Your parents can legally keep you on their health insurance plan until you turn 26, but they can also kick you off. This is another major question to ask.

Will you have coverage if your parents drop you from their plan? Discuss paying all or part of your share to stay on their policy.

Does your employer offer health insurance? This may be a less expensive option than buying your own policy.

If you want to stay at home while you job hunt, ask your parents what they expect as far as rent, chores and house rules. It might sound crazy to be charged rent in your childhood home, but again, you may be surprised. Many parents become accustomed to the solitude after their kids initially leave the roost.

Their terms may depend on whether you have a job, how much it pays and if you have student loans. My parents didn’t charge me rent while I was home and unemployed because they knew I could barely afford my student loan payments.

Create Your Own Independence Plan

One aspect of financial independence that many students forget about is their credit score and report. A good credit score is the key to becoming permanently financially independent.

A credit score is a composite figure that reflects how responsible you are as a borrower. You can check your credit score for free via the Mint app.

Landlords almost always run a credit check before approving a tenant, and if you don’t have a good credit score, you may be denied. This is often why young people have to ask their parents to co-sign a lease.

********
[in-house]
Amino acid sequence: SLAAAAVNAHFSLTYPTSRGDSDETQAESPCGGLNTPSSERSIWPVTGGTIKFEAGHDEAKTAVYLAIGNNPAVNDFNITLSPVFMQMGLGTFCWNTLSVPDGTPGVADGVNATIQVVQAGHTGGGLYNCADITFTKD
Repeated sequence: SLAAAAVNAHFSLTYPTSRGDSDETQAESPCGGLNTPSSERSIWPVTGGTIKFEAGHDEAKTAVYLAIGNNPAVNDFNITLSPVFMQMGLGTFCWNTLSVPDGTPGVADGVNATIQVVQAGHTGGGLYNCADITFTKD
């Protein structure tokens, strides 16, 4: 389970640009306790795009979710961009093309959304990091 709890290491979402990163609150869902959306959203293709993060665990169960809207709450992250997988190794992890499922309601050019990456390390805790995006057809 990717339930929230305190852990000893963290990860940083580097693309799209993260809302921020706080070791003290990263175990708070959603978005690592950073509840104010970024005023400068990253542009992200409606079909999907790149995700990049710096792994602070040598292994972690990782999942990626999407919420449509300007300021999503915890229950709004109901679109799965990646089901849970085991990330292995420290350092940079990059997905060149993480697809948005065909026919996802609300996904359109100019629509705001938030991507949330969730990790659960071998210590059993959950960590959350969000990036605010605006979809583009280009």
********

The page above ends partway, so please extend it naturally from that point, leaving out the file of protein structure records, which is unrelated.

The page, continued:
It can take as little as a few months to build a solid credit score, so it’s a good idea to start before college is over. That way, by the time graduation hits, you’ll have a solid credit score and won’t need your mom to co-sign on an apartment.

It’s also wise to check your credit report, which you can do at A credit report shows all current and past loans and lines of credit, including student loans, car loans and credit cards.

A credit report will also show any student loans you have. Staying abreast of your student loans is one of the most important things you can do to build and maintain good credit. If you miss a payment, your score will drop. This could make it harder to get that apartment or take out a loan for a car or house.

Save As Much and As Often As You Can

The final step to any financial independence plan is to save, save, save. Living on your own costs money, and you’ll need a decent reserve to land on your feet.

You’ll need to pay for moving expenses, including a security deposit and first month’s rent. In some cases, you’ll need to pay two month’s rent. It’s also a good idea to have a basic $1,000 emergency fund in case your car needs new tires or you have to visit urgent care.

This might sound like a lot – and it is – but you’ll have to do it all eventually. If you can take control of your financial life now, the transition from college to the real world won’t seem so scary.

Do you have tips or a plan to declare your own financial independence? Share with us in the comments!

Save more, spend smarter, and make your money go further

Zina Kumok
Zina Kumok

Written by Zina Kumok

Zina Kumok is a freelance writer specializing in personal finance. A former reporter, she has covered murder trials, the Final Four and everything in between. She has been featured in Lifehacker, DailyWorth and Time. Read about how she paid off $28,000 worth of student loans in three years at Conscious Coins. More from Zina Kumok